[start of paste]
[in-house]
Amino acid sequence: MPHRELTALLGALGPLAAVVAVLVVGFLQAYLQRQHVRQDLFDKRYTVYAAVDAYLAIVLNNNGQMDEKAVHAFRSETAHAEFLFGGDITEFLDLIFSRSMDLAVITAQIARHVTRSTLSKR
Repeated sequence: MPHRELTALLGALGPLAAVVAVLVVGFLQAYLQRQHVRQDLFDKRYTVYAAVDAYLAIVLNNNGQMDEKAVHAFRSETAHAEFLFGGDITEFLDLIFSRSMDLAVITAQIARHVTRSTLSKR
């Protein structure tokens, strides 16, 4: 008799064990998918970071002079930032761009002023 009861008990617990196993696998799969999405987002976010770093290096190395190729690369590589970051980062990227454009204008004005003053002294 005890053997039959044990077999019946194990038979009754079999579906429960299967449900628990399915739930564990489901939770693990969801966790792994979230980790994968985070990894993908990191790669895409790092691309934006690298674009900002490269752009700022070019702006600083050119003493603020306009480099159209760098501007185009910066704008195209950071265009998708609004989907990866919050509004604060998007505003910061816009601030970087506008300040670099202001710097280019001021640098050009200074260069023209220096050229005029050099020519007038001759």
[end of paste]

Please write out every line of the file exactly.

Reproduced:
[in-house]
Amino acid sequence: MPHRELTALLGALGPLAAVVAVLVVGFLQAYLQRQHVRQDLFDKRYTVYAAVDAYLAIVLNNNGQMDEKAVHAFRSETAHAEFLFGGDITEFLDLIFSRSMDLAVITAQIARHVTRSTLSKR
Repeated sequence: MPHRELTALLGALGPLAAVVAVLVVGFLQAYLQRQHVRQDLFDKRYTVYAAVDAYLAIVLNNNGQMDEKAVHAFRSETAHAEFLFGGDITEFLDLIFSRSMDLAVITAQIARHVTRSTLSKR
């Protein structure tokens, strides 16, 4: 008799064990998918970071002079930032761009002023 009861008990617990196993696998799969999405987002976010770093290096190395190729690369590589970051980062990227454009204008004005003053002294 005890053997039959044990077999019946194990038979009754079999579906429960299967449900628990399915739930564990489901939770693990969801966790792994979230980790994968985070990894993908990191790669895409790092691309934006690298674009900002490269752009700022070019702006600083050119003493603020306009480099159209760098501007185009910066704008195209950071265009998708609004989907990866919050509004604060998007505003910061816009601030970087506008300040670099202001710097280019001021640098050009200074260069023209220096050229005029050099020519007038001759």